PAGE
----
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In January 2013, CWI Associate Director Jill Ogline Titus will serve as the faculty advisor for a Center for Public Service-sponsored Immersion Trip to Alabama. Over the course of this nine-day trip, Dr. Titus and seven Gettysburg College students will visit some of the sites that played a central role in the 20th-century black freedom struggle: Birmingham's 16th Street Baptist Church, Selma's Edmund Pettus Bridge, and the small towns of Lowndes County, home of the Lowndes County Freedom Organization. In addition to exploring the history of civil rights, the group will participate in service projects, spend several nights with host families, and delve into the relationship between the triumphs of the movement and contemporary civil rights issues, including immigration policy, voting rights, economic injustice, and educational policy.
Sponsored by Gettysburg College's Center for Public Service, Immersion Projects offer off-campus, educational service opportunities at sites in the United States and abroad. Students travel to a site where they work and serve in a community different from their own. Each project seeks to foster a dialogue between the College community and the host community around issues of social justice. By working alongside people and sharing their stories, students learn about themselves and the world. For more information about CPS Immersion Trips, please visit the Center for Public Service.
A dozen Gettysburg College students recently returned to campus after a successful summer on the front lines of history, serving as the summer 2012 Brian C. Pohanka Interns. The Civil War Institute at Gettysburg College is pleased to announce that four more sites have joined our growing list of partners hosting Pohanka Interns for the summer of 2013. Petersburg National Battlefield (Petersburg, Virginia), Andersonville National Historic Site (Americus, Georgia), the Civil War Trust (Washington, DC), and the Hampton Roads Naval Museum (Norfolk, Virginia) will all have Pohanka Interns in the field, along with existing partners Harpers Ferry National Historical Park, Gettysburg National Military Park, Richmond National Battlefield Park, Fredericksburg & Spotsylvania National Military Park, Manassas National Battlefield, Appomattox National Historical Park, and Stratford Hall. These students provide much-needed staffing for the sites they serve, all while gaining invaluable hands-on experience in the field. Interested in applying for an internship at one of these incredible historic sites? Visit our Internships page for details!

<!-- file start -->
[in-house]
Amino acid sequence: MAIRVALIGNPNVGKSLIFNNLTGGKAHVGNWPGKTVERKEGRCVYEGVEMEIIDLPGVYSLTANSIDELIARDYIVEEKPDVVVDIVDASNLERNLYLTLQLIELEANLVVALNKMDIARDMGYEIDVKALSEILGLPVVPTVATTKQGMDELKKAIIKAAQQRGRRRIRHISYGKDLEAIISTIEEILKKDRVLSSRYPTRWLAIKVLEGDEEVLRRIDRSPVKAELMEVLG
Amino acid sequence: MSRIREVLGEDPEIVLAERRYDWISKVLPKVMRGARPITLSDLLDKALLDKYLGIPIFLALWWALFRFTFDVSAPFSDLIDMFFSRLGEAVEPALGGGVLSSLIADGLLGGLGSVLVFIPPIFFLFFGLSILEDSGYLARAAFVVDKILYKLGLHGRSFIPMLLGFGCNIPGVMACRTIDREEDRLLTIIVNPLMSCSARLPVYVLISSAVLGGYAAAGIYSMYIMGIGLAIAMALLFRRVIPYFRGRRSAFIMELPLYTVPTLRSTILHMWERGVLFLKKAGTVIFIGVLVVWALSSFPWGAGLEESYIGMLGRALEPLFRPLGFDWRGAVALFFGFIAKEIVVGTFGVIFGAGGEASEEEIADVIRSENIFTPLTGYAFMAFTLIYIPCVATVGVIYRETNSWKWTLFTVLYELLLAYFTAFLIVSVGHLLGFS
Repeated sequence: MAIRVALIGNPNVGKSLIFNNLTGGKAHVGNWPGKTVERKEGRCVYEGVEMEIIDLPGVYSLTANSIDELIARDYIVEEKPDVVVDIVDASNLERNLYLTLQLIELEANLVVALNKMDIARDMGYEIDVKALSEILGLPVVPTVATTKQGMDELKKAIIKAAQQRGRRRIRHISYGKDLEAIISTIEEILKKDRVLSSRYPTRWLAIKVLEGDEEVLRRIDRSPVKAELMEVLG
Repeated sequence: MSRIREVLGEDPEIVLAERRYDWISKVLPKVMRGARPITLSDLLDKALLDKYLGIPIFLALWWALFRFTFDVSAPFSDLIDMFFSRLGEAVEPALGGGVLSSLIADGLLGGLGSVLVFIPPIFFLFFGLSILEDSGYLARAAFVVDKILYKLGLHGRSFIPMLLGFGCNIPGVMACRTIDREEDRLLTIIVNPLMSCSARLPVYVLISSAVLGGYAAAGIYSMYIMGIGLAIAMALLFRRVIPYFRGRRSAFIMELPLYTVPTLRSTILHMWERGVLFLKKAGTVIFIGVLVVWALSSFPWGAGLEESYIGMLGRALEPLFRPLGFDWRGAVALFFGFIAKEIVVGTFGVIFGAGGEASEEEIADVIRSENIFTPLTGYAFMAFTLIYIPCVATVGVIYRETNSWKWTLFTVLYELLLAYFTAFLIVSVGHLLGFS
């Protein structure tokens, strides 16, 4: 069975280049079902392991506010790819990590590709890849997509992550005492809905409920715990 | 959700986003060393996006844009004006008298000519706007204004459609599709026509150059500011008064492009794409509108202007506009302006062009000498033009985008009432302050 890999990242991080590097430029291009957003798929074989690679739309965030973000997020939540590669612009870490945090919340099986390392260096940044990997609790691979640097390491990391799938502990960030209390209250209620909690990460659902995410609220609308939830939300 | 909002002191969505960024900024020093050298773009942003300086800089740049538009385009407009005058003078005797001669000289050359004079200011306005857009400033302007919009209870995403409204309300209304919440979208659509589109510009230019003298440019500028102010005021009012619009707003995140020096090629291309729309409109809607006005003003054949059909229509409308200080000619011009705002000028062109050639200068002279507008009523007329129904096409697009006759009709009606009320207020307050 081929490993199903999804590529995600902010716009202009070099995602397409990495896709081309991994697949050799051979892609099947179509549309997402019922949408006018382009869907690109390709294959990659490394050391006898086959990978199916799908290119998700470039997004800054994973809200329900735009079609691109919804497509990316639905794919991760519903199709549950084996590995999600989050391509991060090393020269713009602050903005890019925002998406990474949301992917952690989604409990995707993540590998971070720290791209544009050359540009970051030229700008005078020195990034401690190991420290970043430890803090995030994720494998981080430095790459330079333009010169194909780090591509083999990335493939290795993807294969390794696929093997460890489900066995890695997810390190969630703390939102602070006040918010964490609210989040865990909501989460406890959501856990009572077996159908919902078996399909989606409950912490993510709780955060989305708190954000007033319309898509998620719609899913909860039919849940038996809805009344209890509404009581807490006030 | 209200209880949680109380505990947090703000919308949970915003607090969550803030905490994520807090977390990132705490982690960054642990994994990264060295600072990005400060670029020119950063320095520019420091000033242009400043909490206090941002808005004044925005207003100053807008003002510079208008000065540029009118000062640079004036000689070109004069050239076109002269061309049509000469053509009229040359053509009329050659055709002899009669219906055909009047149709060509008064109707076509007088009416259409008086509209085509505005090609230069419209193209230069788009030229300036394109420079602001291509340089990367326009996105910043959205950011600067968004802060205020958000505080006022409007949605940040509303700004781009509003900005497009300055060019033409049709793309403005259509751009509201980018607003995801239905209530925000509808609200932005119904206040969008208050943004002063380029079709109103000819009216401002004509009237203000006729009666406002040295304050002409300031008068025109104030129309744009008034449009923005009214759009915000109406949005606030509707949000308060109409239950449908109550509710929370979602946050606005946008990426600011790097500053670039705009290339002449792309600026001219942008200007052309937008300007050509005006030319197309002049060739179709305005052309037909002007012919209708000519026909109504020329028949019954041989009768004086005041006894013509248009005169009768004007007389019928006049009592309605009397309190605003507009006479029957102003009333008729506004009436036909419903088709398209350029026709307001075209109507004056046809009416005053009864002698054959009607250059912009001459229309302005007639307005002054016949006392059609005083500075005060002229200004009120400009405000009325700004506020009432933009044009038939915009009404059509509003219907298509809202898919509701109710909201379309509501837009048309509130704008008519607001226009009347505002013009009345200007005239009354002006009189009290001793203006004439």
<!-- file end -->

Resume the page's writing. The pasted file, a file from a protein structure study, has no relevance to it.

Sharon Ewell Foster was announced as the winner of the annual Michael Shaara Prize for Excellence in Civil War Fiction for her book, The Resurrection of Nat Turner Part One: The Witness. The truth has been buried for more than one hundred years. Leading a small army of slaves, Nat Turner was a man born with a mission: to set the captives free. When words failed, he ignited an uprising that left over fifty whites dead. In the predawn hours of August 22, 1831, Nat Turner stormed into history with a Bible in one hand and a sword in the other. His rebellion shined a national spotlight on slavery and the state of Virginia and divided a nation's trust. Turner himself became a lightning rod for abolitionists like Harriet Beecher Stowe and a terror to slave owners. In The Resurrection of Nat Turner Part One: The Witness, Nat Turner's story is revealed through the eyes and minds of slaves and masters, friends and foes. In their words is the truth of the mystery and conspiracy of Nat Turner's life, confession, and death. The novel spans more than sixty years, sweeping from the majestic highlands of Ethiopia to the towns of Cross Keys and Jerusalem in Southampton County. Using extensive research, Sharon Ewell Foster breaks hallowed ground in this epic novel, revealing long-buried secrets about this tragic hero.
Eight Gettysburg College students worked on the front lines of American history this summer, completing internships at four National Park Service Civil War sites.